The interpretation of the Stokes profiles of the solar (stellar) spectral line radiation requires solving a non-LTE radiative transfer problem that can be very complex, especially when the main interest lies in modeling the linear polarization signals produced by scattering processes and their modification by the Hanle effect. One of the main difficulties is due to the fact that the plasma of a stellar atmosphere can be highly inhomogeneous and dynamic, which implies the need to solve the non-equilibrium problem of generation and transfer of polarized radiation in realistic three-dimensional stellar atmospheric models. Here we present PORTA, a computer program we have developed for solving, in three-dimensional (3D) models of stellar atmospheres, the problem of the generation and transfer of spectral line polarization taking into account anisotropic radiation pumping and the Hanle and Zeeman effects in multilevel atoms. The numerical method of solution is based on a highly convergent iterative algorithm, whose convergence rate is insensitive to the grid size, and on an accurate short-characteristics formal solver of the Stokes-vector transfer equation which uses monotonic Bezier interpolation. In addition to the iterative method and the 3D formal solver, another important feature of PORTA is a novel parallelization strategy suitable for taking advantage of massively parallel computers. Linear scaling of the solution with the number of processors allows to reduce the solution time by several orders of magnitude. We present useful benchmarks and a few illustrations of applications using a 3D model of the solar chromosphere resulting from MHD simulations. Finally, we present our conclusions with a view to future research. For more details see Štěpán & Trujillo Bueno (2013).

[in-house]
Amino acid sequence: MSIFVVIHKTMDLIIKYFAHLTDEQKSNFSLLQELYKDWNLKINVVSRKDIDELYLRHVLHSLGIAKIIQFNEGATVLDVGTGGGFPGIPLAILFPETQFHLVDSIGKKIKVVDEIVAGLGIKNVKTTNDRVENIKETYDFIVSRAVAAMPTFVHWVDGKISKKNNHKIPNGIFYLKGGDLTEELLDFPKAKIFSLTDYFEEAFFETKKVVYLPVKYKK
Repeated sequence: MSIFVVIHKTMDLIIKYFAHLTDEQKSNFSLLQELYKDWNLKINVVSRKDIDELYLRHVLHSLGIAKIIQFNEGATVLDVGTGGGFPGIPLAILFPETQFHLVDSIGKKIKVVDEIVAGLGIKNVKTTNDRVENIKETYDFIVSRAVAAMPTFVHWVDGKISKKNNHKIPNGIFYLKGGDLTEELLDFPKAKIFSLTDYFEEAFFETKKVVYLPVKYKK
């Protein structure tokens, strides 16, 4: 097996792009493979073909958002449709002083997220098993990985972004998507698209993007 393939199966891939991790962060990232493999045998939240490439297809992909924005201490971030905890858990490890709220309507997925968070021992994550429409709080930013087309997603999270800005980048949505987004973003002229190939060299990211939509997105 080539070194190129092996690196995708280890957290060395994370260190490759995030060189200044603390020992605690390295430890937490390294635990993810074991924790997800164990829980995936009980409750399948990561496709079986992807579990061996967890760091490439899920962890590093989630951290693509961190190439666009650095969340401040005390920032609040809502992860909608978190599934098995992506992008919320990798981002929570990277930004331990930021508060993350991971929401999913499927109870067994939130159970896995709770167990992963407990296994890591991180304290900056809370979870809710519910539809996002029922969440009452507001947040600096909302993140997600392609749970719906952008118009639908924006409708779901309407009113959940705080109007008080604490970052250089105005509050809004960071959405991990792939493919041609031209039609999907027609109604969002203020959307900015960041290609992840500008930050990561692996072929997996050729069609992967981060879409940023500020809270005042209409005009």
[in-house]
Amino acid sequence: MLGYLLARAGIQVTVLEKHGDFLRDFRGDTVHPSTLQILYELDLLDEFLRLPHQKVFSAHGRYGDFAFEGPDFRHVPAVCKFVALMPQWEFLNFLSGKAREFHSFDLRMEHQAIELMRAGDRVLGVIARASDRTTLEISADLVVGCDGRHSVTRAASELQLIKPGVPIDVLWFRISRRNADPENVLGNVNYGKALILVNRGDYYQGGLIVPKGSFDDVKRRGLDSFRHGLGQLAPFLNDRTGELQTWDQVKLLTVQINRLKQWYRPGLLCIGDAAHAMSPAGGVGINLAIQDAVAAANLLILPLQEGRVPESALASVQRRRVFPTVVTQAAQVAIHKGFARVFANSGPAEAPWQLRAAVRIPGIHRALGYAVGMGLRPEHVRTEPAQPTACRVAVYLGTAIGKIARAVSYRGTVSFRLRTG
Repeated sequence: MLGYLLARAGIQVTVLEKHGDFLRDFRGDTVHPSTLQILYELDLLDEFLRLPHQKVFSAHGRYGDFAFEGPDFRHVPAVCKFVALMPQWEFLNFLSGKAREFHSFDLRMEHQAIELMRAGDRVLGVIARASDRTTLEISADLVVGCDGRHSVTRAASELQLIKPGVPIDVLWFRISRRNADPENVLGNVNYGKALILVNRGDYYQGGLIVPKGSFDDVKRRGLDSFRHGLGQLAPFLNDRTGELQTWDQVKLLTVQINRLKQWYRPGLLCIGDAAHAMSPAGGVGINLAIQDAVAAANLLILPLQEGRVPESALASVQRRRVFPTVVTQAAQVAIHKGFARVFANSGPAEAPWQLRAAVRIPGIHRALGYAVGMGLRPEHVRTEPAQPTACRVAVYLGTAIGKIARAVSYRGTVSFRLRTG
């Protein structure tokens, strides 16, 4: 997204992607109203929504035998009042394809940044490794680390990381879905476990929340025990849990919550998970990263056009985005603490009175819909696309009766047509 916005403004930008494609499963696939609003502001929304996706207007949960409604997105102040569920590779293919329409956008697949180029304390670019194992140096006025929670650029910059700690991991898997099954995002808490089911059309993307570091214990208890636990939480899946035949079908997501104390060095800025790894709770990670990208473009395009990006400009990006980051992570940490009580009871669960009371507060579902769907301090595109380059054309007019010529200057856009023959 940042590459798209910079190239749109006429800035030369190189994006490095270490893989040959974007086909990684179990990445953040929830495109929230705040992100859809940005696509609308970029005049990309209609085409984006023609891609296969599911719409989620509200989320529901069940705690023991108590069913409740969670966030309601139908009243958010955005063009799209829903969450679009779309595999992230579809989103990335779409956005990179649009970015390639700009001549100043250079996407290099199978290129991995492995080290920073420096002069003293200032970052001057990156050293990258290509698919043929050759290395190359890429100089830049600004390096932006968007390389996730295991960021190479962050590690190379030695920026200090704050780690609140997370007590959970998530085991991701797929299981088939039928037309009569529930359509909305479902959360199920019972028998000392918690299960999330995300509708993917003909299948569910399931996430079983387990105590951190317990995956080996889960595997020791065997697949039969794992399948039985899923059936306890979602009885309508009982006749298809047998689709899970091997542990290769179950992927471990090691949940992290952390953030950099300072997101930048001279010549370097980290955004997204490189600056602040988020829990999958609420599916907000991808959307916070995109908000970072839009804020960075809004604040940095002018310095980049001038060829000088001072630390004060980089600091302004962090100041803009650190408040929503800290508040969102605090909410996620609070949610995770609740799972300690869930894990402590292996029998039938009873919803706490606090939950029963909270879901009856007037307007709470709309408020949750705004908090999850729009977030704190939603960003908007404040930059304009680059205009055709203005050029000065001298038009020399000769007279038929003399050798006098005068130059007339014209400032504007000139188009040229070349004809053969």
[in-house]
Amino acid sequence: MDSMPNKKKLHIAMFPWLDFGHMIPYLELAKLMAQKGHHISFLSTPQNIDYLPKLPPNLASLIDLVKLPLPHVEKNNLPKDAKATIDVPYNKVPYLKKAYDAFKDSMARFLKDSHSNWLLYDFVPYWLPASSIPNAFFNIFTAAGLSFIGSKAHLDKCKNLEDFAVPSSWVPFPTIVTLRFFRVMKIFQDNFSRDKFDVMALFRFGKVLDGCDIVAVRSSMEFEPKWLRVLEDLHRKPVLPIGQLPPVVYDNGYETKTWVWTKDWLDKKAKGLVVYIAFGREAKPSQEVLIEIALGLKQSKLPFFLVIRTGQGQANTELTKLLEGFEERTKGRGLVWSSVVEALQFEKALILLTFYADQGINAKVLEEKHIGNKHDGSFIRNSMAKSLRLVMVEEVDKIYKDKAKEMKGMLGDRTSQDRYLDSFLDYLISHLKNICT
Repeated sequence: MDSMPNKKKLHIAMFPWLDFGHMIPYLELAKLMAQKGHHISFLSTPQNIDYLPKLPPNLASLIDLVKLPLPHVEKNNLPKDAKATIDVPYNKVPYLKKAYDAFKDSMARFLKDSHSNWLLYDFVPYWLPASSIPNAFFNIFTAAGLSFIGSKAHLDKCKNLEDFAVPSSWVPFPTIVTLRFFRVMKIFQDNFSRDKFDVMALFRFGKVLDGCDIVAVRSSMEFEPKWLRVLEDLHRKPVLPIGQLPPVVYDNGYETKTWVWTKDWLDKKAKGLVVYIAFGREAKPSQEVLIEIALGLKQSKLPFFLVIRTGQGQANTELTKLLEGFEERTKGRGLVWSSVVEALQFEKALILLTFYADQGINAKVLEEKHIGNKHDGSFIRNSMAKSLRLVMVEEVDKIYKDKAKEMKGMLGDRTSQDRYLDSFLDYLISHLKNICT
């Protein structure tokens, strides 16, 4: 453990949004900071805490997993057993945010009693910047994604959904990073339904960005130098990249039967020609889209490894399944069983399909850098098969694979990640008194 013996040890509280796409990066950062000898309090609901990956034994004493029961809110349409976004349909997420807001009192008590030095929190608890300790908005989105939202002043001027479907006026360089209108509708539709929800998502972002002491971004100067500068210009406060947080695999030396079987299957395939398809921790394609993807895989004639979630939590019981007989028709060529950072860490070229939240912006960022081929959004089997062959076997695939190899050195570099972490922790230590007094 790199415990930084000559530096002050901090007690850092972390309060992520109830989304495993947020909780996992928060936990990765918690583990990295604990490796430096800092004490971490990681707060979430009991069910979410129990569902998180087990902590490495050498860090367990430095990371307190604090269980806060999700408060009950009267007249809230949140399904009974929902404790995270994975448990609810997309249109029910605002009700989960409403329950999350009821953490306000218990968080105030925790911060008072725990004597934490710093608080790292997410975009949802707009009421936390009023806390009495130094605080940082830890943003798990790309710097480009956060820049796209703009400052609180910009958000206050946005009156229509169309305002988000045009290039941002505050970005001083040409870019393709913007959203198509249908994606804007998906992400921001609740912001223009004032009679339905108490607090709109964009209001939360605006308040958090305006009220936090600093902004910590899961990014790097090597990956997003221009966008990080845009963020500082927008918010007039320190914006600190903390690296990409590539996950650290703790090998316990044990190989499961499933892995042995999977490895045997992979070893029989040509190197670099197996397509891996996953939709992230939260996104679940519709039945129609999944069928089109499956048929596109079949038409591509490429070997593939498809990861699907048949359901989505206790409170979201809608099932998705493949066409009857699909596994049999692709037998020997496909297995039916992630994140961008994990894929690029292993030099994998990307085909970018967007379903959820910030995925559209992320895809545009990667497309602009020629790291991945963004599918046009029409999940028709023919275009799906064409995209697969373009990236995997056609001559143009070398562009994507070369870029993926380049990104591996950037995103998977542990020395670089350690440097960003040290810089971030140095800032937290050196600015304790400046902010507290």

Robust conjunctive item-place coding by hippocampal neurons parallels learning what happens where
Komorowski, Robert W.; Manns, Joseph R.; Eichenbaum, Howard
2009-01-01
Previous research indicates a critical role of the hippocampus in memory for events in the context in which they occur. However, studies to date have not provided compelling evidence that hippocampal neurons encode event-context conjunctions directly associated with this kind of learning. Here we report that, as animals learn different meanings for items in distinct contexts, individual hippocampal neurons develop responses to specific stimuli in the places where they have differential significance. Furthermore, this conjunctive coding evolves in the form of enhanced item-specific responses within a subset of the pre-existing spatial representation. These findings support the view that conjunctive representations in the hippocampus underlie the acquisition of context specific memories. PMID:19657042